DALLAS?At a college committed to the Bible that informs a Christian worldview, Criswell College President Jerry Johnson told participants at an April 29-30 bioethics conference that it makes sense for the school to host such a meeting.
“We believed this kind of a conference would help us understand how the Christian worldview would inform medical life-and-death decisions,” he said, noting the joint sponsorship of several groups drawn from bioethical, religious, medical and academic disciplines.
Criswell College trustee board chairman Royce Laycock, emeritus professor of surgery at University of Texas Southwestern Medical Center, set the tone of the meeting, praying for “better understanding of the issues we face each day” as participants seek to “line them up with a Christian worldview.” That approach, he said, would lead to decisions that please God and “avoid expediency of political correctness and disregard for sanctity of God-given human life.”
Conference leader Robert Orr of The Center for Bioethics and Human Dignity explained that morally consistent people make different decisions on similar cases based on their own prioritization of principles and particular worldview. “We as believers have principles for guidance and sometimes that makes things easier and sometimes more difficult,” he said, trying to balance man’s free will with the need to be obedient to God.
“Are we to do justice, love mercy and walk arrogantly as a free moral agent?” he asked. “My Bible doesn’t say that. ‘Walk humbly with thy God’ makes all the difference in the world. Yes, we are free agents, but we are to walk humbly in the presence of our God,” he added.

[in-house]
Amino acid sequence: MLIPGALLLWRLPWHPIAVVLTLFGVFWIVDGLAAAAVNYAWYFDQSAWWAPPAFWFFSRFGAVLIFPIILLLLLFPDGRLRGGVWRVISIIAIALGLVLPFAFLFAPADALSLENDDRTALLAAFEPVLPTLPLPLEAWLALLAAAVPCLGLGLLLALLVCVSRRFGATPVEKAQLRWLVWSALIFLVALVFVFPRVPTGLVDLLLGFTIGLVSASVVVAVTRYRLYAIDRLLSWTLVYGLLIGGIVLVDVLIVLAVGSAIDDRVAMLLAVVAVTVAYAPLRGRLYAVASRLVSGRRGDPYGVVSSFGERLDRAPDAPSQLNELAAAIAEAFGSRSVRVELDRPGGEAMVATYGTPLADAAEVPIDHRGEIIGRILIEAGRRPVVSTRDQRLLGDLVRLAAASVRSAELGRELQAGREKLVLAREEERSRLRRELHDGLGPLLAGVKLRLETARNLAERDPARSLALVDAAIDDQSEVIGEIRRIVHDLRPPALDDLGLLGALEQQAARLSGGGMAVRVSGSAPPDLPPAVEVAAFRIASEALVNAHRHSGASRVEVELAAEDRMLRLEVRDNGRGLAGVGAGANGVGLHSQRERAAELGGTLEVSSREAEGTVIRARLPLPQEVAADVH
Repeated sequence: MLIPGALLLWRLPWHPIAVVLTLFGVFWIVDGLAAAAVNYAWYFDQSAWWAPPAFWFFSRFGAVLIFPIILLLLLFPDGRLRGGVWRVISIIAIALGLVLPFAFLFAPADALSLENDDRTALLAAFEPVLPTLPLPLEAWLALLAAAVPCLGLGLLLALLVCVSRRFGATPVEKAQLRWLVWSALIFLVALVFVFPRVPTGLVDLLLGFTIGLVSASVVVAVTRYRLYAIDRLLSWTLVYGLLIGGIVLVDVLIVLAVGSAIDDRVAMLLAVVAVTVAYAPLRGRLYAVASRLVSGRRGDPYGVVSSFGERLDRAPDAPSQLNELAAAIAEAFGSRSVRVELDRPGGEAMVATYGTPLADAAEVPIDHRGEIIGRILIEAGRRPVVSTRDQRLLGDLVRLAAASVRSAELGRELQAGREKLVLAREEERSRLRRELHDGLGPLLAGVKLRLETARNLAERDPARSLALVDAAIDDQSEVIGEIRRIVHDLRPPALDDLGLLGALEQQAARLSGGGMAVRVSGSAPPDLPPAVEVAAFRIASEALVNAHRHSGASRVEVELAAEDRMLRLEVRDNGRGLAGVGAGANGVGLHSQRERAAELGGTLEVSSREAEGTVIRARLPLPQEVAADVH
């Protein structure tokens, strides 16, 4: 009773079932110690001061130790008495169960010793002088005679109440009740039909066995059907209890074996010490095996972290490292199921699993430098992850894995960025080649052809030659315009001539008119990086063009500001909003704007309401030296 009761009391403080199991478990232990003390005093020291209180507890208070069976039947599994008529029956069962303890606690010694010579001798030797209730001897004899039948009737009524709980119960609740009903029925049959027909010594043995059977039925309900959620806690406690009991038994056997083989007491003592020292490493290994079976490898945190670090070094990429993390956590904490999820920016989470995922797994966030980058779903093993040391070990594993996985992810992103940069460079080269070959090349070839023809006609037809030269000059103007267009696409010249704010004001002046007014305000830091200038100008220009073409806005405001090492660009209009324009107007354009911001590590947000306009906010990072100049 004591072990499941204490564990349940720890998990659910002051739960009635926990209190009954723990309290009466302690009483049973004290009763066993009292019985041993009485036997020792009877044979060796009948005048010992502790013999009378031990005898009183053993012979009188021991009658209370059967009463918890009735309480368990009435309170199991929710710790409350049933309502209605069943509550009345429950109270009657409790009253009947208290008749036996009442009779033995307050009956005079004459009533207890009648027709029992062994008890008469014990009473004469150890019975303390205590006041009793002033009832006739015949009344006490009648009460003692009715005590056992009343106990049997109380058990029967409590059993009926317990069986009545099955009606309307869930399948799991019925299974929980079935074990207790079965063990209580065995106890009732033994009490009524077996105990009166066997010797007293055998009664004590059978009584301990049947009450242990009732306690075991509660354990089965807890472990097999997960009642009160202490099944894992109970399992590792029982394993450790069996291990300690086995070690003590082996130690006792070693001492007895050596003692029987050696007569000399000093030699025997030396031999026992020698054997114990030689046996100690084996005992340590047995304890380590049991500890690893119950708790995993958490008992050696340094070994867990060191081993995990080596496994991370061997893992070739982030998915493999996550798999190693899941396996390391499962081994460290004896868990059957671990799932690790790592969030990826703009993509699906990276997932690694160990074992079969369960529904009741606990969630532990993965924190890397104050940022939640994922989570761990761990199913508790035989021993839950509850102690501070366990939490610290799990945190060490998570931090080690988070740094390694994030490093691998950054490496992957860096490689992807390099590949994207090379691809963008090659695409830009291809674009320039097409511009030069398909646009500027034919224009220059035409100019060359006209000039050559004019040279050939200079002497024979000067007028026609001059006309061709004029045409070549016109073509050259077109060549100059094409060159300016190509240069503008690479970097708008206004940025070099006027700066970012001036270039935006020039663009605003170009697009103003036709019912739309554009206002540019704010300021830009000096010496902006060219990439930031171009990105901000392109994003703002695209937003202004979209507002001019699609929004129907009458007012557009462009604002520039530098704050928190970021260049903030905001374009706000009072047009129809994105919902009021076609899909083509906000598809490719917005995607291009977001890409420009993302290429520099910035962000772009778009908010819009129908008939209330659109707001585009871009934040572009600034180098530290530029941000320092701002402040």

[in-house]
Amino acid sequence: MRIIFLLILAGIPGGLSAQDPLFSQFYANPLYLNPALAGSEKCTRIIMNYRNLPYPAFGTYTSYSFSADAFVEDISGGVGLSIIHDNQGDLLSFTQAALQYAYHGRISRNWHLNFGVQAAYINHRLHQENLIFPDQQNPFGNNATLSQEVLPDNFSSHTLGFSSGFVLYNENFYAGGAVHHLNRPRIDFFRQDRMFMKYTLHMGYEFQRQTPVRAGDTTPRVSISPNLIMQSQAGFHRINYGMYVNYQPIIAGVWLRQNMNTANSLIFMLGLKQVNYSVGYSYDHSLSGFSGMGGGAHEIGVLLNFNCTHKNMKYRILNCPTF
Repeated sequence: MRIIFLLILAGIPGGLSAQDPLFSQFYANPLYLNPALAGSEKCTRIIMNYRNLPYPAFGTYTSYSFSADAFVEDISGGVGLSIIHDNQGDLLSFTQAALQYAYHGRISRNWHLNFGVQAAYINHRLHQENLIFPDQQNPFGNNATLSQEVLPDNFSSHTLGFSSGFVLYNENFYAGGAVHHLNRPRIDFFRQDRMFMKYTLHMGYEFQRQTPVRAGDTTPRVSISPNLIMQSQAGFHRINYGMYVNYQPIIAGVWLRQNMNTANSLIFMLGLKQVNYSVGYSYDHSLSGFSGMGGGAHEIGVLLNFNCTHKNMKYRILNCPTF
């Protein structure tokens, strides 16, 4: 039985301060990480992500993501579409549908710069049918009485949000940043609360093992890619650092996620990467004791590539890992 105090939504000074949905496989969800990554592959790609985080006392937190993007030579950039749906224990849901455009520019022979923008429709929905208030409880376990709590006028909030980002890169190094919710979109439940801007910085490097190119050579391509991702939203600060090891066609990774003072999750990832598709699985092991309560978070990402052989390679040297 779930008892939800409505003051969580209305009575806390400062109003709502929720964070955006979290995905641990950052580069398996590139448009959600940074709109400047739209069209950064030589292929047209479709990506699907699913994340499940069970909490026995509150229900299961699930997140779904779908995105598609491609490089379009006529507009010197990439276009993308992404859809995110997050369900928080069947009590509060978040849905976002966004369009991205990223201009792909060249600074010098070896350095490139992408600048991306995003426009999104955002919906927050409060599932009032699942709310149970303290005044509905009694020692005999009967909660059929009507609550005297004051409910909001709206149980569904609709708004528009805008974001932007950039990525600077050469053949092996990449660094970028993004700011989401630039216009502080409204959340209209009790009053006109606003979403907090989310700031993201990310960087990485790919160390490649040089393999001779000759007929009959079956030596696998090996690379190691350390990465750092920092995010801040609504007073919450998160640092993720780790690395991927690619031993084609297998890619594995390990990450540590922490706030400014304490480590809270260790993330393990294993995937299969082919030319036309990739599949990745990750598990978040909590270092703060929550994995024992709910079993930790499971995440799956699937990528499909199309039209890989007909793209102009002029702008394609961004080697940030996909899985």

“We’ve been so schooled in Western thought that that we think making ethical decisions is all about me,” stated Ben Mitchell, professor of bioethics and contemporary culture at Trinity International University. He told conference participants that such reasoning assumes “I make ethical decisions in my autonomous bubble and I don’t need influence from anyone else.”
Instead of only seeing the church as a worship community, Mitchell reminded the gathering of Christians that the church is a moral community. “Together, the community discerns the will of God.”
Mitchell spoke of the need to establish appropriate boundaries in making end-of-life decisions while recognizing the difficulty of such questions. “If we have the same God, the same Bible and the same moral values, we ought to be able to reach some kind of consensus,” he stated.
“The Holy Spirit is going to help us come to some consensus on these issues over time,” Mitchell said. “We need to have the conversation as the community of faith.”
He encouraged Christians to start bioethics centers, participate in journal clubs and attend local book discussions at stores like Barnes & Noble when reading about culture and ethics. “Participate as a citizen of two kingdoms.”
Mitchell agreed with Orr’s belief that knowledge is not the problem so much as a lack of wisdom. “We don’t know what to do with the knowledge we have sometimes.”
He described wisdom as knowledge that is harnessed to moral responsibility. “I want to develop a morally responsible knowledge base and not just go after knowledge for the blind sake of knowing something I hadn’t known before.”
He conceded, “That’s a hard sell for scientists. Scientists have committed themselves to increasing the knowledge and understanding of the world that is their laboratory and I appreciate that.”
When the map of the human genome structure was unveiled, Mitchell said it helped him know how fully and wonderfully human beings are made. “That doesn’t threaten God. But I do worry about the consequences of knowledge without wisdom.”